"I have always imagined that Paradise will be some kind of library." ~ Jorge Luis Borges

Saturday, May 6, 2017

Children's Book Week and Celebrating Books that Expand our Horizons

Our continuing focus for Children's Book Week is reading books that help shape us as empathic people who are creative thinkers. What better way to do this than read books that expand our horizons - that help us see beyond that which we can actually see?  From our understanding of the natural world to the people in it and the things that surround us, these books are real horizon expanders.
Our first horizon expander was Over and Under the Pond, written by Kate Messner and illustrated by Christopher Silas Neal.

"In this book, readers will discover the plants and animals that make up the rich, interconnected ecosystem of a mountain pond. Over the pond, the water is a mirror, reflecting the sky. But under the pond is a hidden world of minnows darting, beavers diving, tadpoles growing. These and many other secrets are waiting to be discovered...over and under the pond."

A beautifully-illustrated companion to Over and Under the Snow and Up in the Garden and Down in the Dirt. Christopher Silas Neal's illustrations pair with Kate Messner's lyrical narrative to bring readers into the pond's depths and onto the pond's shores. This was an ideal book to remind students that information can be gleaned from both narrative and art. It is also a wonderful example of a parent and child celebrating the quiet moments in a busy life, a book encouraging inquiry about the natural world that surrounds us.

Amongst other things, my students shared that they wouldn't have known that: beavers eat the roots from the bottom of the pond; dragonfly larvae eat minnows and have claws; and, something called a caddisfly exists and has a very cool larva. As with the other two books in this series, there are notes in the back explaining more about each animal, which was a great way to quickly answer many of the students' questions.

I asked my students to share what Kate and Christopher should explore next, it seems they think an autumn book is missing because they see the garden as spring, the pond as summer, and the snow as winter. Here are their ideas: Up and Down in the Trees, Over and Under the Leaves, Before and After the Frost, In and Out of the Burrow.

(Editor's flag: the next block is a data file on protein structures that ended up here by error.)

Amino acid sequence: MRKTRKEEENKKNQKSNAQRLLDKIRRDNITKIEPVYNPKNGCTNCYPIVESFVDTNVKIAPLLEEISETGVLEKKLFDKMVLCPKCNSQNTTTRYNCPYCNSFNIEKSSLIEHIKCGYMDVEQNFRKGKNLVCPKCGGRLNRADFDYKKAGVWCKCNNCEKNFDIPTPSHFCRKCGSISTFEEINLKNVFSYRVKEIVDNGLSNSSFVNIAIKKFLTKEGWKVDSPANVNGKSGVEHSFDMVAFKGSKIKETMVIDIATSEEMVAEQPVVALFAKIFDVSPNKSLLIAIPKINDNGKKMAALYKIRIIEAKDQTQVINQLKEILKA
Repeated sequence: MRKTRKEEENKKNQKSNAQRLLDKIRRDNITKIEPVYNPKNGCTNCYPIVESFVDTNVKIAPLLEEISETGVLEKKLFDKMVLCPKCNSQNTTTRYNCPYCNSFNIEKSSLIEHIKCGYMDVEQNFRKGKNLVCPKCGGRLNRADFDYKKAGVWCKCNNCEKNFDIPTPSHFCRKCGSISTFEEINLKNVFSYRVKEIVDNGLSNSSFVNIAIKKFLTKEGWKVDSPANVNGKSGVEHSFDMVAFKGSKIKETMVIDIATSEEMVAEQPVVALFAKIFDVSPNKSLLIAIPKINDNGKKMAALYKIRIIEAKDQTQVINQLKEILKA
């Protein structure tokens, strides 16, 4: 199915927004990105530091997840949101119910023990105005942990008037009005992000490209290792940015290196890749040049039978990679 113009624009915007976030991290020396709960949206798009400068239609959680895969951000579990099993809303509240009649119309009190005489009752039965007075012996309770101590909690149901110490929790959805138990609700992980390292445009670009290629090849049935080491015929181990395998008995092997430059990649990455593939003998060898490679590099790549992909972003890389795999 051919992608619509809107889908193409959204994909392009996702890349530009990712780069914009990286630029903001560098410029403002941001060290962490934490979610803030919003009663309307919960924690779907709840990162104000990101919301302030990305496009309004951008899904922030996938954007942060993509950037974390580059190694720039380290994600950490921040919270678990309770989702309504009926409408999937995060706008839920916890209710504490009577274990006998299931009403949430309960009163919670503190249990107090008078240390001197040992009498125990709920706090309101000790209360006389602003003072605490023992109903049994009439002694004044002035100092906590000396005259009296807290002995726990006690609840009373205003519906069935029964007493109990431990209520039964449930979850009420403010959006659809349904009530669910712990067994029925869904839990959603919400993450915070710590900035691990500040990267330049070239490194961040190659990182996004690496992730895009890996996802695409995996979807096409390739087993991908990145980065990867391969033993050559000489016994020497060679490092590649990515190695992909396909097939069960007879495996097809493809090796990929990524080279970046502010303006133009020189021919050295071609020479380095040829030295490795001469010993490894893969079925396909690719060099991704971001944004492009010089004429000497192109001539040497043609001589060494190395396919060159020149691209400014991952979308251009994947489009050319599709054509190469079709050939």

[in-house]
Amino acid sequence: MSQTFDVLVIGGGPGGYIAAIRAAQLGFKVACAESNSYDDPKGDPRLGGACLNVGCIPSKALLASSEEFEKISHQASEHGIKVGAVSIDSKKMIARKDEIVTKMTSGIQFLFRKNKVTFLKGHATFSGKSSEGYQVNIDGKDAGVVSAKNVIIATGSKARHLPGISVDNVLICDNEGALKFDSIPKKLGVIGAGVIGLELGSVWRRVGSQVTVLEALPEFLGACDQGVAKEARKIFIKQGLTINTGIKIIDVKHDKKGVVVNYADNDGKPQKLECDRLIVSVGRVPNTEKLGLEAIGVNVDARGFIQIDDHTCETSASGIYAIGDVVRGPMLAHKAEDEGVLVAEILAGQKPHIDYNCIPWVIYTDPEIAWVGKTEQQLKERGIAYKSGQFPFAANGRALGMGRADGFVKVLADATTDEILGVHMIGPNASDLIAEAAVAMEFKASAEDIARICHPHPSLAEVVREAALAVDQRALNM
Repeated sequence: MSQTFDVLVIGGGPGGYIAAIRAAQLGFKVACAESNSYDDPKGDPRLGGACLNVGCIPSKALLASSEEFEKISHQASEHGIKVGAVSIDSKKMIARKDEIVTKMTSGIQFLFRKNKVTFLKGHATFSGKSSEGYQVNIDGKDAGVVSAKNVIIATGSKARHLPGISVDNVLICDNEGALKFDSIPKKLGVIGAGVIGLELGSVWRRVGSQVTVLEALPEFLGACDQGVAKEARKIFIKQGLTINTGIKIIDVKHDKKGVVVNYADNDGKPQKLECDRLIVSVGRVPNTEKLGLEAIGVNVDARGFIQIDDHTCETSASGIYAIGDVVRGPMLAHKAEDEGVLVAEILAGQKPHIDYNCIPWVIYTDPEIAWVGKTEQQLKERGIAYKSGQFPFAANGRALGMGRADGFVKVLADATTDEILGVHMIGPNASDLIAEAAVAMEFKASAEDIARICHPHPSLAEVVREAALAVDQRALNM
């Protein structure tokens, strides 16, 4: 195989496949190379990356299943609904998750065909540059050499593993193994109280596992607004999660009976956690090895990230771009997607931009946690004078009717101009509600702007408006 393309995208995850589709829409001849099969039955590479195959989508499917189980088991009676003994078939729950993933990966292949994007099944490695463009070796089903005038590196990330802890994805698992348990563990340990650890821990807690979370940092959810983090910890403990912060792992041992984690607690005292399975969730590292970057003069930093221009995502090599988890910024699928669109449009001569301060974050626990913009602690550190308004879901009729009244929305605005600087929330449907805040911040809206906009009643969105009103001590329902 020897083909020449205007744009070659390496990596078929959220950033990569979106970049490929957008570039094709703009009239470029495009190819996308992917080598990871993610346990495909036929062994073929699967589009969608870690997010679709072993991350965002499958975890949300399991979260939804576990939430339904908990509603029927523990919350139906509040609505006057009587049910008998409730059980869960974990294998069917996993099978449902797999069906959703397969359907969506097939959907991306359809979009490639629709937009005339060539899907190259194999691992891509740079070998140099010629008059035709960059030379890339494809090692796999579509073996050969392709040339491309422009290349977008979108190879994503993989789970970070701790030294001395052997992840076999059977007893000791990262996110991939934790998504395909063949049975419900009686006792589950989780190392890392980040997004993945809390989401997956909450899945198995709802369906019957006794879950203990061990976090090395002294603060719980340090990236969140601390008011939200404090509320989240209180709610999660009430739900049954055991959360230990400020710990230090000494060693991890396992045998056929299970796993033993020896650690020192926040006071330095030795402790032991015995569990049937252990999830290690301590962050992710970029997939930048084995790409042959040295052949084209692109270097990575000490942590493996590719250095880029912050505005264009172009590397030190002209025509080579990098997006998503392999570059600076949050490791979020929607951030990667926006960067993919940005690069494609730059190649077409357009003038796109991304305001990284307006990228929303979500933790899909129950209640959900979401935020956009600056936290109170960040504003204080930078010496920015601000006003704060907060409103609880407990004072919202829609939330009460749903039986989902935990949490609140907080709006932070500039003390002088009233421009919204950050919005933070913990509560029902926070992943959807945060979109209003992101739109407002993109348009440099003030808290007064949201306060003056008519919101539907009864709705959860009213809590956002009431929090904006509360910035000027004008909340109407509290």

What say you, Kate and Christopher?

Our next horizon expander was Curious Constructions: A Peculiar Portfolio of Fifty Fascinating Structures by Michael Hearst and illustrated by Matt Johnstone.

"Curious about constructions? Inside this book, you'll come face-to-face with 50 incredible structures, including: a fire-breathing octopus sculpture; the skateboard ramp you'd need to jump the Great Wall of China; a whole community of tree houses in Costa Rica; and a lifesize X-Wing Starfighter built of Legos." 

This book is a fabulous introduction to some incredibly cool structures. It is a book that one can sit down and pour through from cover to cover or pick and choose structures to read about. The first time I cracked the case, I read the first few pages one after another - not knowing which cool thing I would read about next. The second time, I used the table to contents to choose purposefully. Both times were extremely entertaining, informative, and inspiring. 

With my first graders, I used the Elmo to project the image of the curious construction and then read the information to them. They loved the Eiffel Tower and the Terracotta Warriors. The were amazed by the Millau Viaduct and intrigued by the Dyar Tunnels (Note: I did not read everything about Mr. Dyar.). This is a book that I would use more readily with my older students, if only because there is history tied to many of these constructions that would need to be explained. 

There are some cool things out there to see and I can't wait for my into students to discover them.

Our final horizon expander was This is How We Do It: One Day in the Lives of Seven Kids from around the World, written and illustrated by Matt Lamothe.

"Follow the real lives of seven kids from Italy, Japan, Iran, India, Peru, Uganda, and Russia for a single day! In Japan Kei plays Freeze Tag, while in Uganda Daphine likes to jump rope. But while the way they play may differ, the shared rhythm of their days—and this one world we all share—unites them. This genuine exchange provides a window into traditions that may be different from our own as well as a mirror reflecting our common experiences."

I love this book. The reader is introduced to these seven children and then brought through an average day - breakfast, getting to school, school, after school, helping out a home, dinner, and after dinner activities, and finally to bed where we all look out at the same night sky.  The layout of the information invites exploration of each child's life and allows for comparison and contrast to the lives presented and to the reader's own life. Starting with where each child lives, the reader builds an understanding of different parts of the world and finds familiar things in the unfamiliar - such as houses and apartments made of wood and stone. My students' favorite pages were the ones that showed what each child eats for breakfast and how they each get to school. These tangible parts of the day are important to them. Underlined words are defined or explained in the glossary. 

I can see that I will be buying multiple copies of these horizon expanding books.

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